(Originally published on November 25, 2020)
America's Founding Fathers based their shaping of the nation on a foundation laid by the First Fathers. Some of the most influential were the Pilgrims who arrived in the New World in 1620.
This year marks the 400th anniversary of the Pilgrims' arrival, and while celebration plans were undermined this year by COVID restrictions, this remains a major milestone.
Paul Jehle of the Plymouth Rock Foundation and also a Pilgrim re-enactor told CBN News earlier this year that they want to emphasize the faith of the Pilgrims, including, "What truly brought them here to the New World, the inspiration they had from the Scriptures and the believers. And most people are unaware of the fact that it was a church plant that founded New England in 1620."
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Jehle pointed out these Pilgrims were fervent disciples, dedicated to the God of Liberty who promised His truth would set them free.
Part of the Reformation Revival
"The first freedom that they really began to be cognizant of was internal liberty, liberty of conscience, freedom from sin. That's why they said God began to reform their lives by His grace," Jehle explained.
"And this was the most important thing the Pilgrims began with, because they were a remnant as a part of a great revival known as the Reformation. So here they were, at the peak of that revival, and they were very conscious of this," he said.
While God gave them spiritual liberty on the inside, they were persecuted in England and granted no religious liberty on the outside. They saw the potential for enjoying that religious liberty in the New World.
After storms blew them to the isolated Cape Cod coastline, the Pilgrims had to come up with their own form of government and gave the future America civil liberty in the form of the Mayflower Compact.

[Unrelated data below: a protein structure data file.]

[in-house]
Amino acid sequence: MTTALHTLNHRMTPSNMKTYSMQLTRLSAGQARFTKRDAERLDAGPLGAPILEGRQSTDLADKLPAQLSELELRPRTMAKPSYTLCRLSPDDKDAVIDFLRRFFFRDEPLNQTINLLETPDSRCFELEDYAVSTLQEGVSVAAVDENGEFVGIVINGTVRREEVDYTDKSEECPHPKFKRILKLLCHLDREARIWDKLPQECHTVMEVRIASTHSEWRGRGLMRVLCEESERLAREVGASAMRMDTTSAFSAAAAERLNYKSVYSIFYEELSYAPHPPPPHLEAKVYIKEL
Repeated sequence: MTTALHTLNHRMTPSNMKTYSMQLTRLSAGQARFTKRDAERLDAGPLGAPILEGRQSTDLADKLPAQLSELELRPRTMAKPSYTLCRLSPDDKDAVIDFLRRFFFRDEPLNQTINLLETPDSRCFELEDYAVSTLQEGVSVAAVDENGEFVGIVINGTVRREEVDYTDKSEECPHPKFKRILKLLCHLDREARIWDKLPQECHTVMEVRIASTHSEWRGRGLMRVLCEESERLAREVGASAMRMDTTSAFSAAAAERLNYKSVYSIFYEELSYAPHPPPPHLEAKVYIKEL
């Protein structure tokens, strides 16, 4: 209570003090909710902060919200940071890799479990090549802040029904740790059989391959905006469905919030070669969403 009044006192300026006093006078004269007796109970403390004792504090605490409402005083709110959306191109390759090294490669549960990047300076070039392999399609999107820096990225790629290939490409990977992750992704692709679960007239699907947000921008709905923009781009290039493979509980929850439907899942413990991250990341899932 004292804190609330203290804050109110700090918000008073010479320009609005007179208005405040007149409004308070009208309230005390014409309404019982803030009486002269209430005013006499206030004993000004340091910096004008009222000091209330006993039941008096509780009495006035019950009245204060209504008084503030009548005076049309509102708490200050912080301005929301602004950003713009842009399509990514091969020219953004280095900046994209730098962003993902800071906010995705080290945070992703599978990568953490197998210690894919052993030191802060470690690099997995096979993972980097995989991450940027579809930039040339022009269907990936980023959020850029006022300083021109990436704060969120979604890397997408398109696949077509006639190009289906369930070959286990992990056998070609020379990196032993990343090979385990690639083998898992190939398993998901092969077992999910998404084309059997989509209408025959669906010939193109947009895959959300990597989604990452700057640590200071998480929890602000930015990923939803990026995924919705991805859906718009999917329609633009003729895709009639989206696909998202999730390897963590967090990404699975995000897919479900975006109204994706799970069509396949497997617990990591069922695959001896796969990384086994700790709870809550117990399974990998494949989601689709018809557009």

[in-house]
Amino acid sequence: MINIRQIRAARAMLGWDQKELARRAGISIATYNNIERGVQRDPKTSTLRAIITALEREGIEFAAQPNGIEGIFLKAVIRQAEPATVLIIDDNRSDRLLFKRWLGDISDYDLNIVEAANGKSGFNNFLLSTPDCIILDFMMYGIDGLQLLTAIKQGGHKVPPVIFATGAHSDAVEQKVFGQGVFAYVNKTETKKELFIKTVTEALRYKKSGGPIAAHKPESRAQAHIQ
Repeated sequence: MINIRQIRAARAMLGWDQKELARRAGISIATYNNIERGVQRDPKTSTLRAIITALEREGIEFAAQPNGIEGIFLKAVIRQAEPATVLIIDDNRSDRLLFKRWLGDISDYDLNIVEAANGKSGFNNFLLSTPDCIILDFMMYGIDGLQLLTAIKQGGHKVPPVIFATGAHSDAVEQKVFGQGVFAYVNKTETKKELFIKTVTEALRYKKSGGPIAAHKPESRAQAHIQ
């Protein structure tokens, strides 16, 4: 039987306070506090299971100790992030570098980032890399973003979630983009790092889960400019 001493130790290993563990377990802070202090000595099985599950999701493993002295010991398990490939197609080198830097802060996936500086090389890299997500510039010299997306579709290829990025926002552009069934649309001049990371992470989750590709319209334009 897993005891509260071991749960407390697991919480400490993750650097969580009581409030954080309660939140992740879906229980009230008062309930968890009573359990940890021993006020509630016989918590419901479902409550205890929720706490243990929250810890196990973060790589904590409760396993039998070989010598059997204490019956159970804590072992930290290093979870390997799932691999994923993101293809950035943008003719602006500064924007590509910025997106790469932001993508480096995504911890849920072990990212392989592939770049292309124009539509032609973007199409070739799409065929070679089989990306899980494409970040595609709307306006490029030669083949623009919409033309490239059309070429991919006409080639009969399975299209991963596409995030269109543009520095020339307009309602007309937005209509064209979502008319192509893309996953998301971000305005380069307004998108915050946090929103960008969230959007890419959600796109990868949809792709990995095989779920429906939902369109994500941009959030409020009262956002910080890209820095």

Re-Ordering the Lines of Authority: God to the People to the Government
"It was the beginning of self-government here in America: bottom-up liberty," Jehle observed. "When you read the Mayflower Compact, it says 'in the name of God. Amen. We whose names are underwritten, the subjects of the King.' So, it's God to the People and then to the King."
Jehle said that order of authority – God over the people, the people over the King – was the order presented for all of America in the Declaration of Independence. It was one gift of many from the Pilgrims.
"Now, of course, the Pilgrims didn't know this at the time, and it's like a seed that would grow over time," Jehle explained. "But there's no question there's a link between some of the things the Pilgrims began to do – whether it's economic liberty, civil liberty, religious liberty, self-rule, Thanksgiving. The idea of giving thanks to God even in the midst of suffering."
'It's a Shame the Pilgrims are Often Just a Footnote'
This Pilgrim re-enactor is sorry more Americans, especially young ones, don't know about how much these early, early settlers contributed to the nation's values, faith, character, and dependence on God.
"It's a shame the Pilgrims are often just a footnote in history books," Jehle lamented. "And so we want to be able to portray it fully from the real faith that brought them here. And the faith that inspired them to do it."